On Christmas Eve, I helped coordinate our church’s live nativity. Mary rocked her baby doll, while Joseph, about a foot shorter than the Blessed Mother, led the way to the cardboard barn at the front of the sanctuary. The characters donned swathes of fabric, quickly pinned or tied in sorority toga fashion. Damp sticks from the lawn and more rags over their little, sweaty heads helped distinguish the costumes as shepherds.
Our little angel, Ava, was simply perfect. With her white nightgown and tinsel halo, she held her arms overhead in impressive glorious celebration for a solid thirty minutes. What live nativity would be complete without livestock? In Hawesville, two cotton ball lambs baa-baa’d their way down the aisle, and a tiny cow stole the show with well-rehearsed moos.
As the characters sang “Silent Night,” I peered around the various pews. All smiles. Something about the children had stirred even the sleepiest souls at the late night service.
The annual honoring and observance of Christmas brings back memories of old. When I was young, I was an angel with chronic bronchitis. I barked to the tune of “Hark the Herald Angels Sing,” and filled Oakland Avenue Baptist Church with the incense of cough drops. My crooked halo had poked me in the eye, and I, lacking the perseverance and fortitude of this year’s angel, covered my cough and teary face with gauzy wings. Angelic? Maybe not. Memorable? To me, it still is.
As this year comes to an end, I reflect on memories made. Some highlights were lovely, like the incubating and hatching of our own baby chicks, an impromptu beach trip, and reading The Chronicles of Narnia together as a family. Some moments created a sense of loss, like the death of my grandmother during the height of the quarantine and cruel Covid times, and the many unforgiving elements of farming.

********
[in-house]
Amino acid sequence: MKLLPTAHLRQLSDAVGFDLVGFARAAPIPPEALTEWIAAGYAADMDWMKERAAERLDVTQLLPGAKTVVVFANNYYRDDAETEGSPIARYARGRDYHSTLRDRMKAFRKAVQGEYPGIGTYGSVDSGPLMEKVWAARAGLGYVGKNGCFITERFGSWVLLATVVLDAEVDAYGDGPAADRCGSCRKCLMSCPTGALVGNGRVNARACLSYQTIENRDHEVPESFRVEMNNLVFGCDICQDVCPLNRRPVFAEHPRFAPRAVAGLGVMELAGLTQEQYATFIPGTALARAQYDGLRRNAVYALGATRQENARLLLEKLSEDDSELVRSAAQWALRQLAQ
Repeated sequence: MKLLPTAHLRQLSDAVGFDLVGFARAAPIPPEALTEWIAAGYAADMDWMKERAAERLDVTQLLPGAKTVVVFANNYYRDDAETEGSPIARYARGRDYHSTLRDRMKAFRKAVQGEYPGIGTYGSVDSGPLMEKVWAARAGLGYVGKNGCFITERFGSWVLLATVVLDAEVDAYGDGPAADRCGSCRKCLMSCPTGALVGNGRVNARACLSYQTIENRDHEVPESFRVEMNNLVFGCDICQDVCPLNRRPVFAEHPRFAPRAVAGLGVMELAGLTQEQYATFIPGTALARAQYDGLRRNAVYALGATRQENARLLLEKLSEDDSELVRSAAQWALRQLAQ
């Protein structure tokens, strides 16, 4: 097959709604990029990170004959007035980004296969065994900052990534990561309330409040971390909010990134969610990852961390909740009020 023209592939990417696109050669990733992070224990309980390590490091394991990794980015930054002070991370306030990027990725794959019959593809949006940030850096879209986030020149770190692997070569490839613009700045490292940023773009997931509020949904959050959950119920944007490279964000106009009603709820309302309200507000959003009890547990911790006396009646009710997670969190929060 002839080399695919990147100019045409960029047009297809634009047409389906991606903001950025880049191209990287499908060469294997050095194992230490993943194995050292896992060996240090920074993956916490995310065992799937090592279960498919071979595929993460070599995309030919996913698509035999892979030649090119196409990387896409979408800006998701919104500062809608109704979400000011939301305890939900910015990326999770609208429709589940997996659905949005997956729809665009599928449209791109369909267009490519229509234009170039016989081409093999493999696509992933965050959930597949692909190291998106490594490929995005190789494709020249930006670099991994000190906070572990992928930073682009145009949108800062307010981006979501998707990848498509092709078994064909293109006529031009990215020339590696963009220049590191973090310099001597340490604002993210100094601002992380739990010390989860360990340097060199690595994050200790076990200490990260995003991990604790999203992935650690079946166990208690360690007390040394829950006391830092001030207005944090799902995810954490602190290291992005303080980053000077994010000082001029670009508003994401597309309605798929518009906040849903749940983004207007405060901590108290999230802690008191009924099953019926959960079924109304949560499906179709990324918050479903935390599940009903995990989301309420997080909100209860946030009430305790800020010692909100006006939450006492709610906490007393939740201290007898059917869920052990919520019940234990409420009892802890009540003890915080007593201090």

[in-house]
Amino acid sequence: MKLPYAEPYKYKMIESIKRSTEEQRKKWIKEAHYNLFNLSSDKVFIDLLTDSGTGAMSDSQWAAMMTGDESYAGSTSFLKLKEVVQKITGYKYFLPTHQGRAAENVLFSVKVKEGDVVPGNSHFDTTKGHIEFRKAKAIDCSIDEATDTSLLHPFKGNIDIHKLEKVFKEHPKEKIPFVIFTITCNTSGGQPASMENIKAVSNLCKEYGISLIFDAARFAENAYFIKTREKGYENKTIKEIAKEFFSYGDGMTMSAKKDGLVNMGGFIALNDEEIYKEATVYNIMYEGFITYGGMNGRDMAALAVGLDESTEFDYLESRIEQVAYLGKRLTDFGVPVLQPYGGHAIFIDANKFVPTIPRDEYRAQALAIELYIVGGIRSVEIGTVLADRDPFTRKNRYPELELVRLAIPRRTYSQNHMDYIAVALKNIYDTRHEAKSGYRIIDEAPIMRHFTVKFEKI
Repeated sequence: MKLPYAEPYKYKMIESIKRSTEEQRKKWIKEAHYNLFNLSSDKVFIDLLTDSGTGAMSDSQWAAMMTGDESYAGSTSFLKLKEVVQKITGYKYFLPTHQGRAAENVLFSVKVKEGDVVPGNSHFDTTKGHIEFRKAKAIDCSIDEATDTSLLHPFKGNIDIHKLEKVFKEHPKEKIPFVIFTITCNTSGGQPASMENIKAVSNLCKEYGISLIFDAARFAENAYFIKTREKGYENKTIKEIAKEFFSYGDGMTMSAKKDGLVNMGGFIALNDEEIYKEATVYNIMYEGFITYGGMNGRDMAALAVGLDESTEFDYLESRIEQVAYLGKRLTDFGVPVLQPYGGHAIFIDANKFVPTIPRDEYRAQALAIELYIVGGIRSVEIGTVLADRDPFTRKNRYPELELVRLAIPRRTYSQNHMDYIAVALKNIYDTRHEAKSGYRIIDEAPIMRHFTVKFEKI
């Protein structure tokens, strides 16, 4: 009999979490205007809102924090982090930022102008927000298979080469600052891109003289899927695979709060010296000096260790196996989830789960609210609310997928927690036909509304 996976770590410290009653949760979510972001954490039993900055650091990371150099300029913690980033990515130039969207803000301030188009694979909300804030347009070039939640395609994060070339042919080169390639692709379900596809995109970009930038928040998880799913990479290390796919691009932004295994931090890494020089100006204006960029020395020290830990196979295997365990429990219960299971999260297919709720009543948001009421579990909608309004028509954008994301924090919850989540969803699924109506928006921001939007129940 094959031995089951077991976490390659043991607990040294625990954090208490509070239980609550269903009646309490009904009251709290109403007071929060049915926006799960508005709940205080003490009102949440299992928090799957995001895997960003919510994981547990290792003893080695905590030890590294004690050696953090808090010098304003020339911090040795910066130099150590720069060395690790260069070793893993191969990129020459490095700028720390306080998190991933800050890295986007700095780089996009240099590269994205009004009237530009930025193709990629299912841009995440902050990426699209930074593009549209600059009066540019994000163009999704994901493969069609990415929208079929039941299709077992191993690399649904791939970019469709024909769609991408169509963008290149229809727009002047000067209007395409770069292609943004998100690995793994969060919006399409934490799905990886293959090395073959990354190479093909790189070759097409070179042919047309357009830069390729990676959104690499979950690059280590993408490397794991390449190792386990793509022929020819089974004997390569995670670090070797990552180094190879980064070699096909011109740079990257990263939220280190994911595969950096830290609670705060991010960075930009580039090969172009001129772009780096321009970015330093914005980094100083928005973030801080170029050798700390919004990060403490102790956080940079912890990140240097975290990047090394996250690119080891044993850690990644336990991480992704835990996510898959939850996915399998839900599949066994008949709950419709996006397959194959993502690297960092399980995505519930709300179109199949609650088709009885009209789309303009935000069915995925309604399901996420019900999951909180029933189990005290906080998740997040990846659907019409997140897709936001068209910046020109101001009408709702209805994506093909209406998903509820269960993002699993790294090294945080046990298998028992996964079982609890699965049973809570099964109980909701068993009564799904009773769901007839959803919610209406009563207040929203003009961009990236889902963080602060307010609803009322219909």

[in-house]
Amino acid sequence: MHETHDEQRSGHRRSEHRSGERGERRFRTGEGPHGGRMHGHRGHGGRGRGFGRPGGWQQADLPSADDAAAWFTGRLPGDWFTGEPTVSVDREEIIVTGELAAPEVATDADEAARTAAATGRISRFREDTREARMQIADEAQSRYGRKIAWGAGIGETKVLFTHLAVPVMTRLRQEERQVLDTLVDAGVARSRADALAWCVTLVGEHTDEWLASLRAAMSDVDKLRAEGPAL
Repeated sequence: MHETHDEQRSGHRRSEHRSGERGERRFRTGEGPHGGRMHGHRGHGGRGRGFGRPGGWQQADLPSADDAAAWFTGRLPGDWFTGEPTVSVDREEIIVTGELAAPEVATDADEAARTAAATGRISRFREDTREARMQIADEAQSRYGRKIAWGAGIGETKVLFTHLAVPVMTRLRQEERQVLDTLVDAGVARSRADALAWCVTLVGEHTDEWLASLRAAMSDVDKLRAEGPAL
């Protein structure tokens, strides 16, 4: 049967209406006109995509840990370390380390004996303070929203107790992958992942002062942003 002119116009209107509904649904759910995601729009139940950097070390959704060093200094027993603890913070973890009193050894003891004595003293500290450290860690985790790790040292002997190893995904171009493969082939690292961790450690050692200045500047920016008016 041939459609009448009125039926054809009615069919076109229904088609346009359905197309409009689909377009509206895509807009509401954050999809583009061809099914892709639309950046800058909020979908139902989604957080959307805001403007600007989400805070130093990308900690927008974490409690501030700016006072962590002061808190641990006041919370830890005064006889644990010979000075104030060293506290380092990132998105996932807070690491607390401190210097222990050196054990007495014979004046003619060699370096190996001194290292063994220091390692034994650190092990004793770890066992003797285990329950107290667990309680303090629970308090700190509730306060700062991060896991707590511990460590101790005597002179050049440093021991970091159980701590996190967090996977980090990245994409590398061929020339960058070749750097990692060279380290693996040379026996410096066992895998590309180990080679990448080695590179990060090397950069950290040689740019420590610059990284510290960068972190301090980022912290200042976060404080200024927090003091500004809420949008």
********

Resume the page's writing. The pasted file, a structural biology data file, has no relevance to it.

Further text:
I think that’s why live nativities, cookie baking with cousins, and stockings hung by the chimney with care are so very important. This world will forever be full of cold and casualty. We need the warm and comfortable places to think, to retreat, to rest.
Just like the hour and moment when the Son of God was born of poor Mary, in Bethlehem, at midnight in piercing cold, God heard the people’s desperate prayers for a savior and sent sweetness and goodness in the form of the Holy Infant. Now, the souls of man may live forever in peace because of Christmas. And wrapped in the loving Mother’s arms in swaddling clothes, He is the most comfortable, perfect place to ponder…. And to spend eternity.
Merry Christmas and may God bless your New Year.